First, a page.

Mulling over the plot for my forthcoming best-seller The Vampires of St Tropez, I set off to dinner. No point lusting after the pig's trotters stuffed with lobster, truffle vinaigrette salad and peach soup with muscat de Beaumes-de-Venise, at pounds 80 a throw from Michel Rochedy. Le Chabichou, like the other grandes tables of St Tropez - indeed like 70 per cent of the restaurants - is closed in winter.

I headed for Chez Fuchs, a very Tropezien little bistro above a tobacconist's in the rue des Commercants. Four tables were occupied by what appeared to be separate parties from an extended family: a pair of dressed-up teenage girls giggling hysterically, a Dali-moustached roue uncle character in denim, two bank-managerial couples, and an elderly gent in a blazer who dined with the chef, all table-hopping, exchanging cigarettes and gossip.

Stoked up with Paris-priced but tasty mussels, rabbit a la Provencale, rocket salad and creme caramel, I set off to check out the nightlife, which seemed to consist of two choices. Down by the new port, the little bar Le Winner's chief attraction was a small billiard table with large balls, played upon with spectacular incompetence by a handful of lumpen youths. The young waitress complained about Elm Street the Umpteenth on the video - 'J'ai horreur de ce Freddy]' - but still offered me a choice of warmed or unwarmed glasses for my 22-franc cognac.

Over in the Place de la Garonne, the small 'piano-bar' L'Octave was the sophisticate's alternative - live pop trio, champagne at F80 a glass, clientele who all knew each other, including the giggling girls and roue uncle from Chez Fuchs.

At 12.30 I headed home across the empty place des Lices. A car pulled up and a couple of men got out and began to play boules on the deserted ground. I sat on a wrought-iron bench to enjoy the beauty of the square and worry about the state of its famous mottled pollarded centenarian plane trees; many of these have been newly hollowed, riveted and Tefloned in the town's pounds 1,000-a-tree programme to combat an epidemic of tree canker.

The place des Lices, restored to the local population, is by itself sufficient reason to visit St Tropez in winter, and a perfectly delightful weekend could be spent without leaving it.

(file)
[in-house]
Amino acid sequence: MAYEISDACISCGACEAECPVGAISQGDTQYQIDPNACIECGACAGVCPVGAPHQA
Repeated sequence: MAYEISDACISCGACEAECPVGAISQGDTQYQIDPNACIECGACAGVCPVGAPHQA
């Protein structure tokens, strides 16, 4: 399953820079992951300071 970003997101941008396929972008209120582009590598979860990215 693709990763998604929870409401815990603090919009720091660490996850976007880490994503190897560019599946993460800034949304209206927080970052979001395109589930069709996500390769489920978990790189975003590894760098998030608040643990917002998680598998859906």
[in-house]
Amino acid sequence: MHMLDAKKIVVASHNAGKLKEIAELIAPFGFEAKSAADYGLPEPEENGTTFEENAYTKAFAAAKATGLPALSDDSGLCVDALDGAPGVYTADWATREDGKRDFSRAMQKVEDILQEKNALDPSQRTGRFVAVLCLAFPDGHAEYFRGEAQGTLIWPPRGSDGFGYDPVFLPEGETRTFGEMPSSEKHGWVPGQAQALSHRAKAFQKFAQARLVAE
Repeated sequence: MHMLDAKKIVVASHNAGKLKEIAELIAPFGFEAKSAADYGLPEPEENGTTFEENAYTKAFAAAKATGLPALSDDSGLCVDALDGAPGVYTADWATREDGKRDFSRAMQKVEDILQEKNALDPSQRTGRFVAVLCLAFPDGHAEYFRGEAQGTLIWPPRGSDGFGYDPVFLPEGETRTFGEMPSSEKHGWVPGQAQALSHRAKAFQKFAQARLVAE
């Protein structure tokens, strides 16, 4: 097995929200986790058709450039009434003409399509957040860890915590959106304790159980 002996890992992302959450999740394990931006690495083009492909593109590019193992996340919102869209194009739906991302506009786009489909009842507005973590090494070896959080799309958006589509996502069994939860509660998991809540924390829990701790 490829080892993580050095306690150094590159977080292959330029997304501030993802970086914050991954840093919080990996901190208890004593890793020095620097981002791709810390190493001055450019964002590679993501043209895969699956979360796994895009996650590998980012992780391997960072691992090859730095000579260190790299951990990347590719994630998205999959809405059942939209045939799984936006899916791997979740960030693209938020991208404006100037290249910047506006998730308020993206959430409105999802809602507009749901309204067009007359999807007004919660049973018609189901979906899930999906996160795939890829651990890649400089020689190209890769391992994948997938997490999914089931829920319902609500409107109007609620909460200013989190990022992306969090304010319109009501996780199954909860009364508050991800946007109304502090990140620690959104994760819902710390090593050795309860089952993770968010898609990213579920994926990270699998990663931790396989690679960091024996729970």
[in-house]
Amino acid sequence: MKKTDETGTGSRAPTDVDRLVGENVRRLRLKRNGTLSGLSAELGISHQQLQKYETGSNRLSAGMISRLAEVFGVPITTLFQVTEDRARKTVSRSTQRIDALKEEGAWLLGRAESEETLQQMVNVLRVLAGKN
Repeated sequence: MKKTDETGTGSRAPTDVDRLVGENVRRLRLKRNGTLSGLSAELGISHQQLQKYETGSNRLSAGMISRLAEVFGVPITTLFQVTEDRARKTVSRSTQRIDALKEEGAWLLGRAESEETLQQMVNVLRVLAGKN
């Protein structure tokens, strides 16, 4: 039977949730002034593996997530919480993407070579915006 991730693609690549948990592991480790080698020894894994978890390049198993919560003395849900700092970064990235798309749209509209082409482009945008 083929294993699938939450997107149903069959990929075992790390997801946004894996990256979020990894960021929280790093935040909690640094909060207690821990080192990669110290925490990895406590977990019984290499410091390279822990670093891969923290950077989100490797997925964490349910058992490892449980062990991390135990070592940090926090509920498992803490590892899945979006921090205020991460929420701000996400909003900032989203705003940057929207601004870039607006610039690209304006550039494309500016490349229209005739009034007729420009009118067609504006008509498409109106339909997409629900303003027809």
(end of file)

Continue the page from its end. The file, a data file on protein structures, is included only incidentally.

On Saturday morning, there is a large, varied market and until early afternoon the small terraces of the Clemenceau and the Sporting get the pale sunlight. In the evenings, the classic Cafe des Arts, bereft of its summer terrace tables and crammed restaurant, opens only the wonderful front room. Its zinc-topped bar, table football, dingy green Twenties ceiling mouldings and dowdily louche atmosphere are reminiscent of Soho's French House in its heyday.

Beside it, the Brasserie Renaissance offers a good carte. Paris-priced and styled, this serves local plats du jour, such as an excellent garlic turbo-charged bourride, to the familiar circle of bon vivants, including, of course, the giggling girls and roue uncle.

The St Tropez peninsula benefits from exactly the same off-season depopulation as the town itself, offering further delights. One such was driving into the low hills, preferably to the sound of Serge Gainsbourg on Radio Nostalgie Cote D'Azur, past acres of bare vines, for a stroll around the old villages of Gassin and Ramatuelle. Last and by no means least was the joy of heading east on the A8 to Nice airport to catch my flight home, and finding the traffic-jam warning panels (a source of dread in summer) locked on green.

When to go The St Tropez season starts around the beginning of April, peaks in July and August and continues until the end of the Nioulargue yacht regatta in early October. There is a short mini-season around Christmas before the quiet months of January, February and March.

Getting there British Airways and Air France both have several flights daily from Heathrow to Nice. British Airways also flies from Gatwick. BA's Apex return fare costs pounds 224 (book 14 days in advance, a Saturday night stay must be included); the Pex fare (no advance booking but still requires Saturday stop- over) is pounds 264. Air France's Apex costs pounds 225.90, Pex pounds 265.90. Air UK (flying from Stansted) and British Midland (from Heathrow) offer special fares to Nice. Travel out and back between Monday and Thursday (including a Saturday night stay) for pounds 125. If you travel Friday to Sunday (also stopping over on Saturday) the fare is pounds 140.

Accommodation For a list of hotels open in February and March, contact the St Tropez Tourist Office, on 010-33 94 97 41 21.

(Photograph omitted)